Controversial mega-dairy and farm under fresh scrutiny by Oregon officials
At issue are fertilizer leaks at the former Lost Valley Farm. The Easterdays, who now own the site, say they’re not responsible.
The Easterday Dairy near Boardman, Oregon doesn't have an easy history. Once called Lost Valley, its former owner was embroiled in fines, bankruptcy, litigation over animal treatment, and environmental violations from the state. Now, with Cody Easterday’s sons in charge, new violations have been racking up.
Currently, there are no animals on site, but Easterday Dairy has been managing the property. And on April 13, more than 60 infractions were handed down in a notice of noncompliance from Oregon’s Department of Agriculture.
The new violations come as the Easterday Dairy is hoping to get licensed to bring on thousands of fresh cattle – and as the state legislature is considering whether such a large milking operation should even be allowed in Oregon. Easterday Dairy has a pending Concentrated Animal Feeding Operation or CAFO permit application for 28,300 cattle in Oregon.
The former owner of the massive Lost Valley Farm, Greg te Valde, had major environmental problems with his operation and admitted to having drug and gambling issues.
Federal prosecutors stepped in during the bankruptcy negotiations. Then, in 2019, the Easterdays bought one of the two main parcels.
The ODA report shows the Easterday Dairy – which is now run by Cody’s eldest son, Cole – has dozens of environmental violations because of fertilizer spills and water runoff events from irrigation pivots, including one that lasted more than a week. Many of these incidents were self reported.
On August 11, 2022, Easterday Dairy failed monitoring requirements by allowing fertilizer to escape from a damaged or leaking storage tank, ODA said in its report. Because of those leaks, undiluted nitrogen drained into the soil in areas where it could contaminate the groundwater. In another leak, undiluted nitrogen dripped out in high enough concentrations to kill corn plants in part of a pivot system on the farm.
The farm had already been embroiled in lawsuits.
The Easterdays say the dairy and adjacent farmland are separate parcels, managed by separate companies: the 736-acre Easterday Dairy, and the adjacent 6,542-acre Canyon Farm II. To function properly, both need to operate in concert. The dairy’s effluent had been used as fertilizer on the crops grown nearby.
A legal hot potato
Now, Easterday Dairy maintains that it’s not responsible for the land that’s been polluted.
The dairy is not yet licensed for large headcounts of livestock, and the family argues that the pollution is coming from Canyon Farm II – the major crop side of the operation. That ground is being farmed by another operator who is renting the property.
The Easterdays involved with the dairy declined an interview request, but they sent a written statement through a spokesperson.
“Easterday Dairy LLC has determined that none of the alleged violations listed in the [notice of noncompliance] are for activities or events that occurred on the property it owned and operated,” they said in the statement.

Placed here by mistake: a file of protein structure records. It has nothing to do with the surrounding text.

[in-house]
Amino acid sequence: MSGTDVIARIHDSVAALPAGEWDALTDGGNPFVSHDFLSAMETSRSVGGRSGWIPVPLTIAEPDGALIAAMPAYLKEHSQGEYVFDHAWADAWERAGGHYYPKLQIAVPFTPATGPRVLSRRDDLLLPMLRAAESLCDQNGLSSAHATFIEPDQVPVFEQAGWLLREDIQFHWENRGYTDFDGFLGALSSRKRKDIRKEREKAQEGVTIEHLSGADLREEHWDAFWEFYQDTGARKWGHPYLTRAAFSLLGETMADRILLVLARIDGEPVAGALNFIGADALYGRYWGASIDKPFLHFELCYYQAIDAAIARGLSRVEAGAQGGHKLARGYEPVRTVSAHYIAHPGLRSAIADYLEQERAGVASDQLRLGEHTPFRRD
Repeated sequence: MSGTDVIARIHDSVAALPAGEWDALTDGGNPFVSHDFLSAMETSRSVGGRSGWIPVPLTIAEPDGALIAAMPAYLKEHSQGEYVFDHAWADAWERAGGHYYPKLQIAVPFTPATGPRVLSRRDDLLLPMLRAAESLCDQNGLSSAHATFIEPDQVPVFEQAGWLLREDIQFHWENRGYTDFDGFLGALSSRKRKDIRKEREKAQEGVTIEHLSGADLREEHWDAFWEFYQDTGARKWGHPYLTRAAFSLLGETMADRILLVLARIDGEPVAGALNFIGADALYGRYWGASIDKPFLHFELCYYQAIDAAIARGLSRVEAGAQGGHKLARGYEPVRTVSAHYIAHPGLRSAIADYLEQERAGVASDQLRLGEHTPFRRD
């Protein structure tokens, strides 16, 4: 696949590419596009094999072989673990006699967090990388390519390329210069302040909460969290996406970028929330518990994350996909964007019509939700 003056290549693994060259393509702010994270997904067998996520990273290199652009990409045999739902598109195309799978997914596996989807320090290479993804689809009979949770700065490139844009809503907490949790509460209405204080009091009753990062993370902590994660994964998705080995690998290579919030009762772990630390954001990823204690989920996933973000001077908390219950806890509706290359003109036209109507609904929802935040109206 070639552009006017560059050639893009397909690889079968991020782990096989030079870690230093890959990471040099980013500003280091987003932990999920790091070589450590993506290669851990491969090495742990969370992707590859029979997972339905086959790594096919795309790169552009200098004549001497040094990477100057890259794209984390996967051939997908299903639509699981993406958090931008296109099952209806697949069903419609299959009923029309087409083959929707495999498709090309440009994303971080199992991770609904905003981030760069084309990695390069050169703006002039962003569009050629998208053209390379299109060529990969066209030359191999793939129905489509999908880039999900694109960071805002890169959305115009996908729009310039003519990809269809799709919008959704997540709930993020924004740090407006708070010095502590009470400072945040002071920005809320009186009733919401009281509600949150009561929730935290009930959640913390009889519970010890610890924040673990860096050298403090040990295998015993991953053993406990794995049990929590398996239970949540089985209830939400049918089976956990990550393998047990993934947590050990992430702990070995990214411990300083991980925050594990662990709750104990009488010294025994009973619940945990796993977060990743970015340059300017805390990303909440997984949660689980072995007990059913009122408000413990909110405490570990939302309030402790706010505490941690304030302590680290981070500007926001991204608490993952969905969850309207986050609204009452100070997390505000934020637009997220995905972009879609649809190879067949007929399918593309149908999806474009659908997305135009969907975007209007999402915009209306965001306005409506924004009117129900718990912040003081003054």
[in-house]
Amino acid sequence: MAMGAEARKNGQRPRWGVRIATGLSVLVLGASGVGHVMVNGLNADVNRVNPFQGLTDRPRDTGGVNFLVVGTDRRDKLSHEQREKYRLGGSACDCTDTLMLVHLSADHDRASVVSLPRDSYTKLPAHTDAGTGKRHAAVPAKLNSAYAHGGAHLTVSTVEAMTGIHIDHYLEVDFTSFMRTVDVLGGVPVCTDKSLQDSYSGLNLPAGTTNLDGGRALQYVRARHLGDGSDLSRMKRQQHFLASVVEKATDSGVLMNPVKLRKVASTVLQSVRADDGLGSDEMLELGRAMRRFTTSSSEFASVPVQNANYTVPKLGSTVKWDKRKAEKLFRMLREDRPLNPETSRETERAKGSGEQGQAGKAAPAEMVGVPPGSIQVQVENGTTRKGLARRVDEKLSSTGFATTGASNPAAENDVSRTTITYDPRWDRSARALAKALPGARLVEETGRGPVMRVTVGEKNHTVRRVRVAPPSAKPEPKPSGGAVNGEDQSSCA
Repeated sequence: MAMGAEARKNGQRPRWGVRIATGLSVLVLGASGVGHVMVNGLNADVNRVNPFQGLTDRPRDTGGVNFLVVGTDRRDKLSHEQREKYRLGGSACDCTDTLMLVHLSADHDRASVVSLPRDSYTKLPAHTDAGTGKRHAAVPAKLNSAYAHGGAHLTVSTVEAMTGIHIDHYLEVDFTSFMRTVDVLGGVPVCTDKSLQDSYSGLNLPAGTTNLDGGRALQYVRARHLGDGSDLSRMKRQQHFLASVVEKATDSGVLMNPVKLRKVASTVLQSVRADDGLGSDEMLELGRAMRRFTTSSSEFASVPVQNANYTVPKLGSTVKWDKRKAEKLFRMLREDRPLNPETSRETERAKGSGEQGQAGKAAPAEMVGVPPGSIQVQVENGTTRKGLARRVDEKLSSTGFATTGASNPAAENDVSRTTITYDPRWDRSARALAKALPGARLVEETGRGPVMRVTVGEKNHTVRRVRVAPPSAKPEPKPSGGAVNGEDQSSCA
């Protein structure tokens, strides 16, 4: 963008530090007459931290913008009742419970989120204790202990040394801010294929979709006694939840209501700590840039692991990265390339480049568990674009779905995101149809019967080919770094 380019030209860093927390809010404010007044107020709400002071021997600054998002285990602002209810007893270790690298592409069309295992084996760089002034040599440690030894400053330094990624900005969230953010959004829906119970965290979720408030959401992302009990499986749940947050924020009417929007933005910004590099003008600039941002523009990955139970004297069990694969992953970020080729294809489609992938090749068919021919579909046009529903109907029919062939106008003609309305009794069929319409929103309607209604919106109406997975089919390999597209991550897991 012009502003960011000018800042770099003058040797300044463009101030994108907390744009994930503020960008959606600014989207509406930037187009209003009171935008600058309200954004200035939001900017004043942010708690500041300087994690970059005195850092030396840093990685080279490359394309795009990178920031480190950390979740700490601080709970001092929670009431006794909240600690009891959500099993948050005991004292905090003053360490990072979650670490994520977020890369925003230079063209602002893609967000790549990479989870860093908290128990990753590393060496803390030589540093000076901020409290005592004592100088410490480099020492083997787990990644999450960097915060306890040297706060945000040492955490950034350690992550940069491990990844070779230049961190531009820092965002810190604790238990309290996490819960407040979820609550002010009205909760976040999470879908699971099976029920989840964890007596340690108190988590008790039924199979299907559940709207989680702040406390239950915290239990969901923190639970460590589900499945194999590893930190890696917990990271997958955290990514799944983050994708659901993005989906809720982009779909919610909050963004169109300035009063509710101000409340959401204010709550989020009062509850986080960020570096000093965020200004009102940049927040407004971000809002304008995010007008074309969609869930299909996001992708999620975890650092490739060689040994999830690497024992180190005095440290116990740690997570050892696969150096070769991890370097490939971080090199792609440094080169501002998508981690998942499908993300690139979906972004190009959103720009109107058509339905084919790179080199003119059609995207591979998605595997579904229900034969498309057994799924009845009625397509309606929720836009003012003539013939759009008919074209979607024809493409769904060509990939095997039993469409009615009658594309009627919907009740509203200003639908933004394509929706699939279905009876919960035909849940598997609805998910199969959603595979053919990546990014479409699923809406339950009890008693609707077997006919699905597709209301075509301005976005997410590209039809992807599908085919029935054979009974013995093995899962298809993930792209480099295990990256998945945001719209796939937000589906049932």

“There have been no animals on the Easterday Dairy property since March 2019 and no animal waste has been applied to the properties owned by Easterday Dairy, LLC or Canyon Farm II, LLC since the permit transferred from Greg [te] Velde to Easterday Dairy, LLC in April 2020.”
Fall Line Capital, which manages Canyon Farm II, declined to comment, citing “ongoing legal actions.”
Oregon’s Department of Agriculture has responded that the Easterday Dairy is the permit holder and therefore responsible. So far, the agency hasn’t issued any fines in the case.
“Easterday Dairy LLC is in an initial part of the compliance process that may or may not result in a civil penalty as ODA continues to enforce the permit,” said Andrea Cantu-Schomus, a press officer for the department.
Environmental watchdogs respond
Environmental groups have fought against these types of large dairies in Oregon for years. Food & Water Watch, a national group with a major presence in the Northwest, takes issue with the fact that no fines have been issued so far.
“Like the disastrous Lost Valley Farm before it, Easterday Dairy is a demonstrated threat to public health and the environment — even without a single animal on site,” said Portland-based Tarah Heinzen, the group’s legal director, in a press release. “But once again, ODA has issued a slap on the wrist when it should have denied the mega-dairy permit once and for all. ODA’s failure to hold factory farms accountable is failing Oregonians.”
Morrow County in Oregon has had trouble with nitrates in the ground water for decades, like many ag-heavy places in the country. Now there is free well testing by the Oregon Health Authority and the county, along with Umatilla County, for households that need it.
Nitrate in drinking water from wells commonly comes from several sources, including crop fertilizer, manure, wastewater and septic systems, said Laura Gleim, a spokesperson with the state Department of Environmental Quality.
If approved by ODA, Easterday would be one of the largest dairies in the country. Meanwhile, the state legislature is considering several bills – including SB 85 and SB 398 – that could curtail this type of operation in Oregon.